Combatting Insecurity with the overstretching of security forces By Senator Kashim Shettima
TEXT OF SPEECH BY SENATOR KASHIM SHETTIMA, AT THE 1ST 21ST CENTURY CHRONICLE ROUND TABLE, WITH THE THEME: “COMBATTING INSECURITY IN 2022”.
I want thank the distinguished journalists of 21st CHRONICLE, for putting together this 1st ROUNDTABLE. It is a very poignant way to announce the arrival of the organisation on the national socio-political space in Nigeria. And in a very fundamental sense, a ROUNDTABLE like this reflects the social responsibility that’s associated with very best traditions of the media; especially in a developing country, like Nigeria.
Secondly, the choice of theme: COMBATTING INSECURITY IN 2022 also speaks to a matter of the utmost importance to our country today. And in selecting speakers, 21st CENTURY CHRONICLE has also been very thorough, by bringing the most relevant individuals, who can offer the most enlightened perspectives, to what have become the greatest national security challenges that we are dealing with today.
I have been requested to be Chairman of this morning’s session, which also has a general theme: “GOING FOR BROKE: FIGHTING INSECURITY IN NIGERIA”. The Guest Speaker for this session is the Chief of Defence Staff of the Armed Forces of the Federal Republic of Nigeria, General Leo Irabor. General Irabor is an officer and gentleman, that I have the privilege of knowing very well, because he was a Commander of our forces, in the fight against the Boko Haram insurgency, at the time that I was Governor of Borno State. I can speak for his commitment to very exacting professional standards in the forces that he commanded; his patriotism and knowledge, which led to his reaching the pinnacle of his profession, as the Chief of Defence Staff, of our armed forces.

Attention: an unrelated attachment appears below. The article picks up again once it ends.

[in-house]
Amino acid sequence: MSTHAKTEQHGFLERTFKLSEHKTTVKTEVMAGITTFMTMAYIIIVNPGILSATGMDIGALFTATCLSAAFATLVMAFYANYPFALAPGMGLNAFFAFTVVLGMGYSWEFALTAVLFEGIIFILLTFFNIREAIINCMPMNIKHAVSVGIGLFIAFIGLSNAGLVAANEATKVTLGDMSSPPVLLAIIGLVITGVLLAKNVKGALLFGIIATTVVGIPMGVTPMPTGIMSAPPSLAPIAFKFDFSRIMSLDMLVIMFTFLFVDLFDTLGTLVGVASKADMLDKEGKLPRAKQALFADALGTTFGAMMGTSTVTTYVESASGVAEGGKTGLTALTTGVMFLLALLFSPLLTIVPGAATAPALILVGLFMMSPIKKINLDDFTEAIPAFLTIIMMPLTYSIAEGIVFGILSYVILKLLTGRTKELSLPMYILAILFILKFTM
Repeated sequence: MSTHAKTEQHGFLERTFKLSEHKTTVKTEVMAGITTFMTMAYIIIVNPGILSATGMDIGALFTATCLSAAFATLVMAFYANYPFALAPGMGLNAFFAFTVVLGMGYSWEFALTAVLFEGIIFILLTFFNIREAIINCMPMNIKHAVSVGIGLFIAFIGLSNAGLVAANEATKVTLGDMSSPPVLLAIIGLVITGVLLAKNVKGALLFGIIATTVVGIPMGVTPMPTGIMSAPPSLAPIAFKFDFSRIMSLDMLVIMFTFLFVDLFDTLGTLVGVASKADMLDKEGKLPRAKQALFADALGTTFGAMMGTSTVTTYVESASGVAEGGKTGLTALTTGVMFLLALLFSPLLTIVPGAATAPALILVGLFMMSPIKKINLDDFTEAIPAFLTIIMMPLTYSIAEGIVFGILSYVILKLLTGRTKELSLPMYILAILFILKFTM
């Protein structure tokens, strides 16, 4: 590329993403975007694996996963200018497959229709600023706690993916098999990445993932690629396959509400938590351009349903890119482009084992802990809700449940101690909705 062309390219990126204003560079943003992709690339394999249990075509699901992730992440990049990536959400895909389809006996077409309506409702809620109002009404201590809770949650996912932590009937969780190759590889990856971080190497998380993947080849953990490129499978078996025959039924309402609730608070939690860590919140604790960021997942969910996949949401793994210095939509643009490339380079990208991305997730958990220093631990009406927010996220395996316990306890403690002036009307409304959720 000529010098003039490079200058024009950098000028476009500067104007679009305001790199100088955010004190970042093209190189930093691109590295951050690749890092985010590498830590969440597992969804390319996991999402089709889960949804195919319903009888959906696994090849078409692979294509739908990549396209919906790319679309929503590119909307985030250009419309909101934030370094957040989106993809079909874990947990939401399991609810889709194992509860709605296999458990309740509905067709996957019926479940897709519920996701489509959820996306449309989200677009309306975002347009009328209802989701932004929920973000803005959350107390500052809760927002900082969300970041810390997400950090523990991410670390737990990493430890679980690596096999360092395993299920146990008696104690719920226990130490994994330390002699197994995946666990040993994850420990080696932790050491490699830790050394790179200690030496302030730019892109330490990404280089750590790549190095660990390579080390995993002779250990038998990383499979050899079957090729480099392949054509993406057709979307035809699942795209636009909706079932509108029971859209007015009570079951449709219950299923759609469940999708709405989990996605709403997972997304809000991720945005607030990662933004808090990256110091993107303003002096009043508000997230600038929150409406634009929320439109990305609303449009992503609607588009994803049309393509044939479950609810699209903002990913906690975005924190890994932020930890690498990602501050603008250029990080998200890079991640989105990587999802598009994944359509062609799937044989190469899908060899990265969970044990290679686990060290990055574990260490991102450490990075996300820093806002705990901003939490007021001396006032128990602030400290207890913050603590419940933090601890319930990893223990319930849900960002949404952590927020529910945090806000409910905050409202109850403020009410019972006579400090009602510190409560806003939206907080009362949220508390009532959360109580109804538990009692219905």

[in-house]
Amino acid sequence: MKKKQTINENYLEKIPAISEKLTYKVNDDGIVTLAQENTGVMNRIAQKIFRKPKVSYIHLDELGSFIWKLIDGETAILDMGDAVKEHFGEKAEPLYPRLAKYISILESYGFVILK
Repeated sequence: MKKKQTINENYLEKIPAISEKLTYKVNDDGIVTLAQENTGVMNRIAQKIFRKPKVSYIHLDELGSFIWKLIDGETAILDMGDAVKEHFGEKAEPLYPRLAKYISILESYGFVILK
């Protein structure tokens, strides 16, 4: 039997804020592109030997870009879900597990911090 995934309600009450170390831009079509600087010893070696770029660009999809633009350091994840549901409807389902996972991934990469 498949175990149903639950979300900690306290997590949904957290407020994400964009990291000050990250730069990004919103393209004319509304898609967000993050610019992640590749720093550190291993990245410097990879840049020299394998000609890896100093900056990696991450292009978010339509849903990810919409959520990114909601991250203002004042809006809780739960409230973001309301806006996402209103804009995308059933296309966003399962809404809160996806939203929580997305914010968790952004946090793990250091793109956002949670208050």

We are gathered this morning, at a very difficult conjuncture in our country. The most difficult issue that confronts us is the all-pervasive problem of security, or insecurity, in our dear country. There’s no part of Nigeria today that we can go to, without our hearts in our mouths, because of the security situation. I come from the Northeast, where our people have battled a long and sustained insurgency, for over a decade. We have a first hand experience, of the destruction associated with Boko Haram and ISWAP: loss of lives; the wilful and unconscionable destruction of infrastructure; the immiseration of people who are already living precariously; the overturning of communities, and the deliberate imposition of the most heart-wrenching forms of violence on young women; forcible recruitment of young men and their drugging, to be able to commit crimes.